I discovered, what became my favourite technique, picking out the colours in an image and layering them up, to create a stylised look… who knew it could get better!!
I found the blending tool, and it has changed my life! I normally struggle to create life-like drawings because i don’t seem to have the patience to commit the amount of time needed to produce realistic work, so i usually opt for a more abstract drawing. I found this tool amazing! It meant i could still use the methods i like that are quite quick and stylised (and save this image so i have a before and after), then blend the colours together to have the final image that is more refined.
I get a lot out of the process because i am able to watch my drawings grow and progress, layer by layer.
This is fast becoming my favourite technique!! You can really break down the colours in an image and build it up to see each individual section.
I have worked back into the watercolour bums i made earlier. I haven’t done anything amazing with them, i just used fine liner and a sharpie to create a more ‘realistic’ shape, to define the bums. I really love the simplicity of them!
This is one of those things where you have an idea, and you cannot do anything else until you have it out of your head! The next step is to knit it.
I stumbled across these works by Liz Wilson on my reader. I loved them as soon as i saw them. Apparently they were created using the ‘Paper’ app that you can get on your ipad. I thought they were incredible and as the titles state, made me immediately think of Matisse.
The way the app joins up the sections that are being drawn is interesting because it creates big block sections, yet still allows the shape to be visible and take centre stage. The transparency of each section is wonderful as well, because it allows shapes underneath to be seen also.
2. Liz Wilson (Wilson, 2015)
I love every single one of these drawings and i really like that they are digital because it shows off a similar technique to that of Matisse’s in a different light. It shows how diverse it can be.
Each of the drawings show a very curvy subject with rounded hips. This shape is very flattering and feminine. Interestingly, the harshness of the straight lines from the individual shapes works well with the curves and make them more obvious.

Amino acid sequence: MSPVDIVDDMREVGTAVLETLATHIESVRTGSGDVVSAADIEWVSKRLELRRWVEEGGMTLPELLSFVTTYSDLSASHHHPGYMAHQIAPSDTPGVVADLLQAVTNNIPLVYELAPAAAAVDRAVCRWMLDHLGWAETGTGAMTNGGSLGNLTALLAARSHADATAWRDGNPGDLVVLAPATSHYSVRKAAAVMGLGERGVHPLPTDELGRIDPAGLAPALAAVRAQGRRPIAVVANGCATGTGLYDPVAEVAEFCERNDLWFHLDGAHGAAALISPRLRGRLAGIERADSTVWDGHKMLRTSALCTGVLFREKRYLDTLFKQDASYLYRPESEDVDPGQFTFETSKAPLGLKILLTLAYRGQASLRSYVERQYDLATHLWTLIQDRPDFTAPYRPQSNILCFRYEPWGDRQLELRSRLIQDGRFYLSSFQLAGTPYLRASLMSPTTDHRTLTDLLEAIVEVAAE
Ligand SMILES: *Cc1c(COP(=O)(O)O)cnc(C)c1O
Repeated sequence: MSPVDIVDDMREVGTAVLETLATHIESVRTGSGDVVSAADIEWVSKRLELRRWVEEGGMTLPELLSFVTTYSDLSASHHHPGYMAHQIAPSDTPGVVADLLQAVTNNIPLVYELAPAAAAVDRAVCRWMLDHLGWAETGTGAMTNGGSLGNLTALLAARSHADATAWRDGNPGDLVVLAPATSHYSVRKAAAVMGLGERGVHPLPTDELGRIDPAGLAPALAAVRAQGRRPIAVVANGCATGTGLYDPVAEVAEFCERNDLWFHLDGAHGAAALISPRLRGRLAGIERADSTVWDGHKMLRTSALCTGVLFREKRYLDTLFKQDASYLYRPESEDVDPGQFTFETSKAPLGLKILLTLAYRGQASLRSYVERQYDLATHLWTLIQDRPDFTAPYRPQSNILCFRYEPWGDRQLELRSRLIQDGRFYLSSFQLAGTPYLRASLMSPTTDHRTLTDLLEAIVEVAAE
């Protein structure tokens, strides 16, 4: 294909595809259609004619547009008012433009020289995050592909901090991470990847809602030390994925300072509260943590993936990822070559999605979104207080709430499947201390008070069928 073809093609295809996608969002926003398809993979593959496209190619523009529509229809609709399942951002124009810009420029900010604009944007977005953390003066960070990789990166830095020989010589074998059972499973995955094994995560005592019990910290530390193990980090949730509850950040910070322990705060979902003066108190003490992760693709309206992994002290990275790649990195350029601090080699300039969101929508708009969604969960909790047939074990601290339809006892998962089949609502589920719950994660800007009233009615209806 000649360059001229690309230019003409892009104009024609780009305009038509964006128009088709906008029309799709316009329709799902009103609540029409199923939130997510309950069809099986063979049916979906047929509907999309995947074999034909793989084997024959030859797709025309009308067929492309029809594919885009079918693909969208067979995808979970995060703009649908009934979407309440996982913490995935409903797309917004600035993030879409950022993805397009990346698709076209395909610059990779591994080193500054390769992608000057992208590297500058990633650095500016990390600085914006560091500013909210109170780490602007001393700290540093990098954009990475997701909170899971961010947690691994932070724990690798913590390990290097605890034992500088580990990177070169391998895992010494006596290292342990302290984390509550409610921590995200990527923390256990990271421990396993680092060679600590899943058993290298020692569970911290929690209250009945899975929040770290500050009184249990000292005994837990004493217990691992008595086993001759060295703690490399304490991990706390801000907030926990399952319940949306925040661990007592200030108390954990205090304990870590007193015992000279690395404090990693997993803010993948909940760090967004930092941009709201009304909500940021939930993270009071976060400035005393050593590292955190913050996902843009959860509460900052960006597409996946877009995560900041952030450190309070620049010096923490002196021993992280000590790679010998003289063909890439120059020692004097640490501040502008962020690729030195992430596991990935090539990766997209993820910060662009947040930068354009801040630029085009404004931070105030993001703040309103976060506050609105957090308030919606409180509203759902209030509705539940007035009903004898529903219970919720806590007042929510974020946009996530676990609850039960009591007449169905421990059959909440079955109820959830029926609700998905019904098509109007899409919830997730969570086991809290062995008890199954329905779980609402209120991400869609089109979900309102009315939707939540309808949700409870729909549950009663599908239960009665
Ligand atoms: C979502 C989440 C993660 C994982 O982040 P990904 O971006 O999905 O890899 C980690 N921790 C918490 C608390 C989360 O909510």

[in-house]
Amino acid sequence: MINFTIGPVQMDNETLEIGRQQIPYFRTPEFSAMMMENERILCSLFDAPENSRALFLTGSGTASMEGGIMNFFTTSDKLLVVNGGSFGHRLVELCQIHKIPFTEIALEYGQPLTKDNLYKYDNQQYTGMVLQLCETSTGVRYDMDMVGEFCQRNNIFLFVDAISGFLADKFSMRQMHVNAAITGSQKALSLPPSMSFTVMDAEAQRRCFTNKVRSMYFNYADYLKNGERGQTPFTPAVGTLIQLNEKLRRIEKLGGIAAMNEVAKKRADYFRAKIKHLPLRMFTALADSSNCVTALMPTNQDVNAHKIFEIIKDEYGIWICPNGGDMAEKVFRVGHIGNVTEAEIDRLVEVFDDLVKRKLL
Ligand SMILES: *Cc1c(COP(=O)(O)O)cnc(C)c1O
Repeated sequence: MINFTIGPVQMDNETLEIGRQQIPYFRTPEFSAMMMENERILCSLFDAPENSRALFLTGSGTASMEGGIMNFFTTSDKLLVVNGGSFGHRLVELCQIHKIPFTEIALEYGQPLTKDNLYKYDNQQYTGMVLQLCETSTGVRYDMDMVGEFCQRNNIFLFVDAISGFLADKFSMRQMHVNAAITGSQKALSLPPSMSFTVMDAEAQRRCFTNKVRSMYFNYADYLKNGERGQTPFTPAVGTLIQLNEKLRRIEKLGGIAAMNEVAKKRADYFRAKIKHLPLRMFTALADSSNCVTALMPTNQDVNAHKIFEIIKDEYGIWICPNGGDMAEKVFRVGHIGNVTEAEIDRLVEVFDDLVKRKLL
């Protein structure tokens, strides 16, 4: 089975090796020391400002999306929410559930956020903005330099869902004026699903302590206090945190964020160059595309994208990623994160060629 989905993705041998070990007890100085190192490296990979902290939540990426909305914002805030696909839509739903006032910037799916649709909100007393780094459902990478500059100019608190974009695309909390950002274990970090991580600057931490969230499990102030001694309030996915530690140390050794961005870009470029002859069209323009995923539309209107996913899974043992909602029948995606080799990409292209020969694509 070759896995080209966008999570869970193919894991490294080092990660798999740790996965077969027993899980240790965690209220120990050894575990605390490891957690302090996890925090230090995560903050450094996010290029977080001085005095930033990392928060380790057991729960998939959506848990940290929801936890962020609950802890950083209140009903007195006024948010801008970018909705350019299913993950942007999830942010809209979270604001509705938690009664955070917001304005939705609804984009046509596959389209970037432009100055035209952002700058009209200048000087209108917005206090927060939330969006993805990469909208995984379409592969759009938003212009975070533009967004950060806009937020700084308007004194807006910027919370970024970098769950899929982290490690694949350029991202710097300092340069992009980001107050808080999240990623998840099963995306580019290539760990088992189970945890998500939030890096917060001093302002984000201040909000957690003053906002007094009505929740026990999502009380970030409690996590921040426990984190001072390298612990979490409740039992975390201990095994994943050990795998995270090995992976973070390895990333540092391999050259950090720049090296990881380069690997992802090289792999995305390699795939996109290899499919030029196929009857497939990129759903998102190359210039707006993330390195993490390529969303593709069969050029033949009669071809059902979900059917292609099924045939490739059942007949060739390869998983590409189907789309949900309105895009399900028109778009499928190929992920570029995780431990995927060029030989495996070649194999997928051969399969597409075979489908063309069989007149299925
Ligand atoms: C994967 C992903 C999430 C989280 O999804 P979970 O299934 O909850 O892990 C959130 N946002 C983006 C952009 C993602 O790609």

This image is quite different to the others as there are solid blocks of colour, but this one has a simple outline to add extra pieces of detail. It is very simplistic, yet so effective. My favourite bit of this is the solid white block in the centre. I like the way the coloured sections frame this piece.
- (2015, 20th May). Matisse-like Nude. [Weblog]. Retrieved 27 March 2016, from https://lizstrongwilsondesign.wordpress.com/2015/05/20/matisse-like-nude/ .
- (2015, 20th May). More Matisse-like Nude. [Weblog]. Retrieved 27 March 2016, from https://lizstrongwilsondesign.wordpress.com/2015/05/20/more-matisse-like-nudes/ .
- (2015, 20th June). Just Another Nude. [Weblog]. Retrieved 27 March 2016, from https://lizstrongwilsondesign.wordpress.com/2015/06/20/just-another-nude/ .
Figure and form have been explored throughout humanity, whether it be through symbolic meaning or by exploring ‘beauty’. It is interesting to see how the figures alter through the years and regions.
These figures are very shapely; curvaceous; volumptuous and rounded. They are steeped in meaning and symbolism which, for me, makes them for more beautiful!
Neolithic Art and Egyptian Art
Left – The shape is very basic and almost looks printed, even though it has been painted to be very shapely and have big thighs.
Right – This figure is pear-shaped, with angular curves. It is not as rounded as the previous examples and is far more stylised.
First of all, I FOUND A MAN’S BUM! (they are weirdly hard to find)
They are both very smooth, almost appearing real as if they are actual people. These examples feel more realistic because they have been worked into so much in order to get the ‘perfection’ that was desired.
Roman and Spanish Art
Left – I quite like the rough textures in this one, which has no relevance to the bum, but i feel it adds to the realism of the piece. The figure is quite square-hipped and nips in at the waist.
Right – This way of lying down is very flattering as it accentuates the curve of the hip which you can see from how the spine bends round. This gives her a very curvy shape.
Both of these images are painted from ordinary life settings. They look natural and not set up or ‘posed’. This is great because you get to see the bums as they are normally, not forced to look more curved and full.
Fritz Wotruba (b.1907): Standing Figure. Breccia. 1953-5. Musee National d’Art Moderne, Paris. P299.
This form is an abstract of the human figure; a much simplified version that rethinks the ‘figure’ and transforms it into something unconventionally beautiful.
I have always been a fan of Henry Moore and Barbara Hepworth (i think you have to be if you come from Yorkshire), the way they both turn figures into unconventional abstract forms is unique. Sometimes they still look like the human body, being obvious what has inspired the work, whereas other times they are so strange and disjointed from their inspiration that you aren’t quite sure where it has come from. Until, you see the prefiguring chain of sketches and drawings, which showcases the whole journey undertaken, up to the final outcome.
All images from this post were sourced from –
(1979). A Picture History of Art. Oxford: Phaidon Press Limited.